Although we don't believe in timing the market or panicking over market movements, we do like to keep an eye on big changes -- just in case they're material to our investing thesis.
If you're following the 3-D printing space, you know volatility is par for the course. That said, shares of industry juggernaut 3D Systems Corporation (DDD -3.29%) have been particularly strong over the past two trading days, rising 4.5% on Friday and then tacking on another 4.4% on Tuesday (the market was closed on Monday) for a total two-day rise of 9.1%.
3D Systems' stock closed at $77.14 on Tuesday, so it's now higher than it was earlier in the month before investors pummeled the stock after the company announced much-weaker-than-expected preliminary full-year 2013 earnings results and 2014 earnings guidance.
Here are the likely reasons for the recent strength in 3D Systems' stock:
3D Systems-Hasbro partnership
3D Systems Corp. (DDD) announced on Friday that it's teaming with toy giant Hasbro (HAS -4.22%) to exclusively co-develop and commercialize innovative play 3-D printers and platforms later this year.
Certainly, "play 3-D printers" would appeal to some families interested in providing play experiences for their children that are both fun and educational. Additionally, if a family's first 3-D printer is a 3D Systems/Hasbro (I'd imagine they'll be co-branded) play 3-D printer, it's probably likely the family will be more prone to buy a 3D Systems' printer when it's ready to move up to a "real" 3-D printer. So, this partnering seems like a good move for 3D Systems.
My guess would be that the play 3-D printer might allow kids and their families to use basic design software to design something and then print it out of Hasbro's PLAY-DOH.
This Hasbro collaboration is yet another example of 3D Systems partnering with dominant companies across a wide range of industries. For instance, 3D Systems recently announced it was teaming with Hershey Company (HSY -0.30%), which is the largest chocolate producer in North America, to produce 3-D printed edibles and a new class of 3-D printers to produce edibles. In November, 3D Systems announced it was partnering with tech behemoth Google on Project Ara. The goal of Project Ara is to create a large-scale 3-D printing manufacturing platform capable of producing customizable open-source modular smartphones.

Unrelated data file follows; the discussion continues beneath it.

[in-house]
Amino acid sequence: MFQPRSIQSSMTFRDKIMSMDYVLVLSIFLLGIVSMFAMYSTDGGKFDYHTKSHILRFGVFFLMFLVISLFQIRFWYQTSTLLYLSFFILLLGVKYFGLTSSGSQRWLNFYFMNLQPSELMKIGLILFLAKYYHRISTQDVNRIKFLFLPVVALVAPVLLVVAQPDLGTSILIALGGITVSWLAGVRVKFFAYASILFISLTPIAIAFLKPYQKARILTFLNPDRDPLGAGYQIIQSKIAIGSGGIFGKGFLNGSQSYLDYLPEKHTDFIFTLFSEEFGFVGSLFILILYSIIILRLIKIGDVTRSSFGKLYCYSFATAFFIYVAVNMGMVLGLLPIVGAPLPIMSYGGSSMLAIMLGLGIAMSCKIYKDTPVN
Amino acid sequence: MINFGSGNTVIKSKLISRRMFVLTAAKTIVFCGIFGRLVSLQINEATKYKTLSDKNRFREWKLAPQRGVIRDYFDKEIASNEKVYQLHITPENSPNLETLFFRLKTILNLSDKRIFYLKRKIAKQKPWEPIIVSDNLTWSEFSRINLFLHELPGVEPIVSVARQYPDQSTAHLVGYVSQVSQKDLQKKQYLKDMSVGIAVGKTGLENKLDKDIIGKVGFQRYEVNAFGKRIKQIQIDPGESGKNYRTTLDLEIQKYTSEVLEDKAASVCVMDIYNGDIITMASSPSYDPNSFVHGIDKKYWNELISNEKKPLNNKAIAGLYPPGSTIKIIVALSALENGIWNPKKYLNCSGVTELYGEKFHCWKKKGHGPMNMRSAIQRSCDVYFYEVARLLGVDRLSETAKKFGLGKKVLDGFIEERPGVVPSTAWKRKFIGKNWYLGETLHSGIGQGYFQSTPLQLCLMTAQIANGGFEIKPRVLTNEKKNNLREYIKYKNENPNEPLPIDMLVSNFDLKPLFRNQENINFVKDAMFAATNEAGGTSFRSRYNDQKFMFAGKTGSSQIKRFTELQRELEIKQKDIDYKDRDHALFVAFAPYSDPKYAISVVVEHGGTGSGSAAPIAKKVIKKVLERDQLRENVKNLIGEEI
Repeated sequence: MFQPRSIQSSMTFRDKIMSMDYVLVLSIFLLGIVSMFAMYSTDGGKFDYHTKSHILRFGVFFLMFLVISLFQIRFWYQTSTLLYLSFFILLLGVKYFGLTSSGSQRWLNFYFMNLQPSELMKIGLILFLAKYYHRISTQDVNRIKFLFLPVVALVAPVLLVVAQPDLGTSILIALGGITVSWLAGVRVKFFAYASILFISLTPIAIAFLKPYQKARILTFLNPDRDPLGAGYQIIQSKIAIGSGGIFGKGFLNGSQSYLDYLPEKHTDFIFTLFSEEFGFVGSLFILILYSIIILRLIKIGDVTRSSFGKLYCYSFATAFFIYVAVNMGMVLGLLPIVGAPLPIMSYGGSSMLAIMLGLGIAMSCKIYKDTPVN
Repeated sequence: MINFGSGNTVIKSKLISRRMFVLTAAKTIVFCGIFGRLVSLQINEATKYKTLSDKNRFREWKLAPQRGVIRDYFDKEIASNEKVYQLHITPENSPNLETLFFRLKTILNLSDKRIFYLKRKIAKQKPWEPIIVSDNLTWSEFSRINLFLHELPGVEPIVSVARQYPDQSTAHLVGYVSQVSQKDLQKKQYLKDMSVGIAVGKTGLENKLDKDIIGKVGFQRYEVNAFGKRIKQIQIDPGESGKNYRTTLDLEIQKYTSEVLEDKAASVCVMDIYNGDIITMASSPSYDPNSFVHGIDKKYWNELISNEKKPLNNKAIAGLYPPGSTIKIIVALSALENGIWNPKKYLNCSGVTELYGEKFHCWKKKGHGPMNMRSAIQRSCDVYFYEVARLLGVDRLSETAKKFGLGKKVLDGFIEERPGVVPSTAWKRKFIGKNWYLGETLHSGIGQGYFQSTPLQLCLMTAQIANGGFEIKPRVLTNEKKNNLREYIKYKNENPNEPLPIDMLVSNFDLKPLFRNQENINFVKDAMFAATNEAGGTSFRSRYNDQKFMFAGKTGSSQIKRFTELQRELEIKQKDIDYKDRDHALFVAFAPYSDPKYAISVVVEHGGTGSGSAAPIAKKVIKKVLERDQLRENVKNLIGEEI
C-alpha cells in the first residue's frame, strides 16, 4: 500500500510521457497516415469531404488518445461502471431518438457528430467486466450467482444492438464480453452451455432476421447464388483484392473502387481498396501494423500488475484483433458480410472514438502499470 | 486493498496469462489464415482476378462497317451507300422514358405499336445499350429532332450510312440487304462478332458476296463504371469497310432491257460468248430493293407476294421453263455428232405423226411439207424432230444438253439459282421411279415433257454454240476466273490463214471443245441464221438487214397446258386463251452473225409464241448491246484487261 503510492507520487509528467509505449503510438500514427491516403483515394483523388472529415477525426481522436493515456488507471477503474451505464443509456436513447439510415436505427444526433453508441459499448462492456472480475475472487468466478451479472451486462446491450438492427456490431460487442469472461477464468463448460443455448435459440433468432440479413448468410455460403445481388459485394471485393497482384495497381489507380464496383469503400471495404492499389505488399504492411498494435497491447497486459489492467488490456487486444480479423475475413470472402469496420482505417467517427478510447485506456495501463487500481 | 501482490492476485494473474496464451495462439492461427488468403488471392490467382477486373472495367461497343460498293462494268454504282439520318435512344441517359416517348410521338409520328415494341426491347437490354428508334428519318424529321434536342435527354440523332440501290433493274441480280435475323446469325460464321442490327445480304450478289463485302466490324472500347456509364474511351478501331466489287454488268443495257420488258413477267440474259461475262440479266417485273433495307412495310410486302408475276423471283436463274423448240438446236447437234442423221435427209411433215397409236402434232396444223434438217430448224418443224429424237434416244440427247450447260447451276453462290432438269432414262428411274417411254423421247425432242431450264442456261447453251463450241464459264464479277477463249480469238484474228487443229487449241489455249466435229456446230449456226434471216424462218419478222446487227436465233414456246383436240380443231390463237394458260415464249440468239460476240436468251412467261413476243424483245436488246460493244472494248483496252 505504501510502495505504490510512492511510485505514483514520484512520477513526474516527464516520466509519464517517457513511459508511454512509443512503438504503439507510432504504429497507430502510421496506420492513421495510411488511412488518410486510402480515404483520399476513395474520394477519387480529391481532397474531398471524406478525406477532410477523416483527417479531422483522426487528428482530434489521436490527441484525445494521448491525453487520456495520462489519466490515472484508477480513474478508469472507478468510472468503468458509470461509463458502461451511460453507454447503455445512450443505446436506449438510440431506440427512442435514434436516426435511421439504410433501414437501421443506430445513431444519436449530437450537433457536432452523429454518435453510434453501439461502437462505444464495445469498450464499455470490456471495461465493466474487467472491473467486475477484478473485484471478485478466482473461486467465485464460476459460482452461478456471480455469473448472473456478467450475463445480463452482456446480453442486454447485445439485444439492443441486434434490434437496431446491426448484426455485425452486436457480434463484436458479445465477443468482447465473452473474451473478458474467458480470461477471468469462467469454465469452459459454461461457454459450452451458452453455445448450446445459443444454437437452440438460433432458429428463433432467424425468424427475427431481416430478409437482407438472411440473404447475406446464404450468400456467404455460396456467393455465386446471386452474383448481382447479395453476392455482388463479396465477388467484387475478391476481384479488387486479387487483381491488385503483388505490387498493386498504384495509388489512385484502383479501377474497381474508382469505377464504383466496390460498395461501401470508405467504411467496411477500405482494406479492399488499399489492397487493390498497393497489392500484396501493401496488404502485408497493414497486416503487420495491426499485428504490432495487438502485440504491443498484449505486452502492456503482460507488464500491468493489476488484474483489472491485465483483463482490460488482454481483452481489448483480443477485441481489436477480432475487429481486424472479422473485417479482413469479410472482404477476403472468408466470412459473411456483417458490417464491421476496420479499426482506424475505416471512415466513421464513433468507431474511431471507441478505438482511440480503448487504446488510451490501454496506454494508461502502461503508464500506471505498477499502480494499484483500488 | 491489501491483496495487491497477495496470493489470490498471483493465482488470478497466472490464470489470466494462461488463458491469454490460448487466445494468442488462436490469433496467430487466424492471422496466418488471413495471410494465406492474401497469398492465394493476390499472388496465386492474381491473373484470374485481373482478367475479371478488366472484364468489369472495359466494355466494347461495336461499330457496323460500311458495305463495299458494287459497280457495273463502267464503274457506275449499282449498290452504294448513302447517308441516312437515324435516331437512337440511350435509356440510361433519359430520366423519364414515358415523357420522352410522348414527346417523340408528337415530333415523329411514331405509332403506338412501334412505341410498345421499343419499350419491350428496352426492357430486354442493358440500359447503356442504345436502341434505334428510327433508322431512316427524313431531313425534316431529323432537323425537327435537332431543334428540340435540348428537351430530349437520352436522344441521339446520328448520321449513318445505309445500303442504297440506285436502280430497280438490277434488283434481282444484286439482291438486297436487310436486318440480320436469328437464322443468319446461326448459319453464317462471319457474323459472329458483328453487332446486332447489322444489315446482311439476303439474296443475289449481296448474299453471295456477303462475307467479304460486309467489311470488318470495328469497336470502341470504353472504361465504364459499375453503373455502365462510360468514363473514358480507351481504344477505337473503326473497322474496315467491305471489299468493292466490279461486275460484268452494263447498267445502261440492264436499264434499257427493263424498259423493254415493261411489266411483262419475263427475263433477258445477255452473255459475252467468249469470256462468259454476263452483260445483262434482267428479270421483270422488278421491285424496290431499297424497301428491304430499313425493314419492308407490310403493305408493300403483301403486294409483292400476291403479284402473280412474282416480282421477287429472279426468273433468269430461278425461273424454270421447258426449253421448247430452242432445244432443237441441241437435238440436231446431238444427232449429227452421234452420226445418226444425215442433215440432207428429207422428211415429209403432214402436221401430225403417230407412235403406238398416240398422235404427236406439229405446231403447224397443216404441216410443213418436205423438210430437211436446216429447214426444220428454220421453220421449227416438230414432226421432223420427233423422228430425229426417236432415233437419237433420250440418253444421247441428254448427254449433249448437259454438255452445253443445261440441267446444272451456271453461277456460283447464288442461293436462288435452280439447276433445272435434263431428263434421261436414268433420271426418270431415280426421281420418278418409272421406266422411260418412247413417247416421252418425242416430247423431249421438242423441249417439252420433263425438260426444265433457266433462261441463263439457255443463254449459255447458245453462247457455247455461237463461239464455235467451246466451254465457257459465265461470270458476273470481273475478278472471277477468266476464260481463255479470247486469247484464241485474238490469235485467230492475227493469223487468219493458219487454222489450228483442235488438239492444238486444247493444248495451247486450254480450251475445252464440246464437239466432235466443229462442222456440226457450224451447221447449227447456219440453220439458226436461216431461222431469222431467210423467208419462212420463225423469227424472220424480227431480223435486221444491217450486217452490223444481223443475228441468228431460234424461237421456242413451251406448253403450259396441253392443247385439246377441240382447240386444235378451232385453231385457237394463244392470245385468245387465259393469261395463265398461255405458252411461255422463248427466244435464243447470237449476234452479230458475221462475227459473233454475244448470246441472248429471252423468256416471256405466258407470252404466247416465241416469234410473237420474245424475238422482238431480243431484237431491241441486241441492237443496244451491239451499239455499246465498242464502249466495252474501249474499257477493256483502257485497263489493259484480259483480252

3D Systems prints first 3-D printed hybrid robotic exoskeleton
3D Systems Corp. (DDD) announced on Tuesday that it teamed with Ekso Bionics to produce the first ever 3-D printed hybrid exoskeleton robotic suit, which recently debuted at a Singularity Univ.-hosted event in Budapest. The suit was made for Amanda Boxtel, whose skiing accident in 1992 left her paralyzed from the waist down.
The hybrid 3D printed robotic suit enabled Amanda to stand and walk, assisted with crutches, during the event. "After years of dreaming about it, I am deeply grateful and thrilled to be making history by walking tall in the first ever 3D printed Ekso-Suit, made specifically for me," she said.
3D Systems' designers scanned Amanda's thighs, shins, and spine so the suit would be custom fit for Amanda. A 3-D printer then produced the Ekso suit from the scans. Mechanical actuators and controls, which Ekso Bionics manufactured, were then integrated with the 3-D printed portion of the suit.
This heartwarming story underscores a key strength of 3-D printing: 3-D printing allows for products to be custom-made to fit individuals, which is of critical importance when we're talking about medical devices, such as exoskeletons, various orthopedic implants, dental implants, and the like. Traditional manufacturing techniques can't always produce such exact-fitting devices.